- Designing public spaces using Minecraft brings refugees and local communities...
- UN Habitat Commits to Implementing the Global Compact on Migration
- Residents, diplomats and UN-Habitat staff join hands to clean up Nairobi
- UN-Habitat Executive Director unveils Youth Declar-Action at the Sustainable...
- Blue economy forum will boost water’s potential
- Op-Ed By Maimunah Mohd Sharif on Sustainable Blue Economy Conference
- UN-Habitat leads Africities session on effective local government planning for...
- Chinese Cities Improving in Global Competitiveness
- Resilient cities, a matter of planning for and with children
- UN-Habitat Executive Director: World Cities Day Message
ecoBudget , Introduction for Mayors and Municipal Councillors
Decision makers in local government face the ongoing challenge of how to provide services to the residents with limited resources. Whether drilling a new well to provide drinking water, renewing a road surface, buying new buses or issuing driving licences, municipal services require resources.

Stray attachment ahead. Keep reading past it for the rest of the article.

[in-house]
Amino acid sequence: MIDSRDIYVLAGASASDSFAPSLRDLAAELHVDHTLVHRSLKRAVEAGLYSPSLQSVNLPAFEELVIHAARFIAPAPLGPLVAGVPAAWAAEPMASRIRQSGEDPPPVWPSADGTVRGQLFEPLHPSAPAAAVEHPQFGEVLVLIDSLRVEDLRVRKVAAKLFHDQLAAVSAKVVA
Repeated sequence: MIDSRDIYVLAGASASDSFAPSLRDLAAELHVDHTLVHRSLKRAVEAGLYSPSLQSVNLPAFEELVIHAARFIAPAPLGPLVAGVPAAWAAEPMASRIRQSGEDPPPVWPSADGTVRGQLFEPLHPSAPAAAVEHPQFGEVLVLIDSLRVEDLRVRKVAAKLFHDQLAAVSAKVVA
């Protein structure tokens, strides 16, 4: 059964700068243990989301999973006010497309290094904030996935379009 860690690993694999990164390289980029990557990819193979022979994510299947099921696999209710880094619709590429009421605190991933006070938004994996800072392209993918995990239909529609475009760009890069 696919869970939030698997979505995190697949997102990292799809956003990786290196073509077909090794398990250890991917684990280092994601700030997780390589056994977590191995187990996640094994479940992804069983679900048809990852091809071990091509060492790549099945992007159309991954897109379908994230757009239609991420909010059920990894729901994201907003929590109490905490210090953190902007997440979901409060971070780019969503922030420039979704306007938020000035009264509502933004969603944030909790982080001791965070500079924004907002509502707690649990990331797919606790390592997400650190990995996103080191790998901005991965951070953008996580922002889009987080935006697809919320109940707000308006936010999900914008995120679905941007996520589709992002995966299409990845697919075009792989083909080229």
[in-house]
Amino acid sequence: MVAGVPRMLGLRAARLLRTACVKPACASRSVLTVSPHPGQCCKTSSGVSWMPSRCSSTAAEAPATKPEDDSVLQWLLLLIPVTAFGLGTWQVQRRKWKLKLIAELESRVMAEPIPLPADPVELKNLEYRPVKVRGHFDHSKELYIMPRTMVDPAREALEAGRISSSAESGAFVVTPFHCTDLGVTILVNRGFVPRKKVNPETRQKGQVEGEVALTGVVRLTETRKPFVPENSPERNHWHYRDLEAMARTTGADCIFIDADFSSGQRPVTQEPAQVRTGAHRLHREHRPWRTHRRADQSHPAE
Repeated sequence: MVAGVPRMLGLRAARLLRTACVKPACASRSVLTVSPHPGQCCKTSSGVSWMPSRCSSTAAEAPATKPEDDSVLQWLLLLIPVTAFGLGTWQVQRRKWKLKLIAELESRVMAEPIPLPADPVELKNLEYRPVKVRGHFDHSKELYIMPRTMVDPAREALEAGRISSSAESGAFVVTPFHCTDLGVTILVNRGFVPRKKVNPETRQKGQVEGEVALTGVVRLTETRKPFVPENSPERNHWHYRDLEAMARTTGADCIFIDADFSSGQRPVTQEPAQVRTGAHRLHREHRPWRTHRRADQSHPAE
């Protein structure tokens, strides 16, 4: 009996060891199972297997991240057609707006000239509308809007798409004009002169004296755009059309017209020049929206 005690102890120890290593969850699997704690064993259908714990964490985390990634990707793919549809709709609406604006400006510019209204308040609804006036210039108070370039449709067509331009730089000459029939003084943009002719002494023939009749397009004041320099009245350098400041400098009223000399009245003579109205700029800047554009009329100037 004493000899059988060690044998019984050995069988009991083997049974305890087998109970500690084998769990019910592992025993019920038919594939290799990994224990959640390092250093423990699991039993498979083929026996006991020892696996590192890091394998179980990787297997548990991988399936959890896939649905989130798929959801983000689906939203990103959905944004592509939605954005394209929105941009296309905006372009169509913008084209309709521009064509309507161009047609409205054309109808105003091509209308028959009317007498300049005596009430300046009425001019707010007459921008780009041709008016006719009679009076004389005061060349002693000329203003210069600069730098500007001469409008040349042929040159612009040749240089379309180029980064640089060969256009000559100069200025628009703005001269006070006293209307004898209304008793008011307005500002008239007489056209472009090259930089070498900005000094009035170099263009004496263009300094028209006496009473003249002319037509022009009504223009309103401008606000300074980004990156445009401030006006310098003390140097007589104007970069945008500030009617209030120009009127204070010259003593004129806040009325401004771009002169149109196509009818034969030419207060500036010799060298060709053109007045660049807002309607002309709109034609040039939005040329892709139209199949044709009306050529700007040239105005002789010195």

Next to skilled human resources, municipal services also require financial and natural resources. New trucks cost clean air in that their operation burns oxygen, emits carbon dioxide, creates dust, and has negative impact on human health. A new road costs biodiversity in that green space is converted into asphalt and natural habitats are split and separated. At the same time, a new road produces noise, i.e. it costs tranquillity. Similarly, new housing areas impose costs in terms of biodiversity, clean air, agricultural soil, and fresh water since the additional inhabitants will convert more fresh water into sewage. Clearly, municipal action always has both fi nancial and natural cost implications.
Submit your review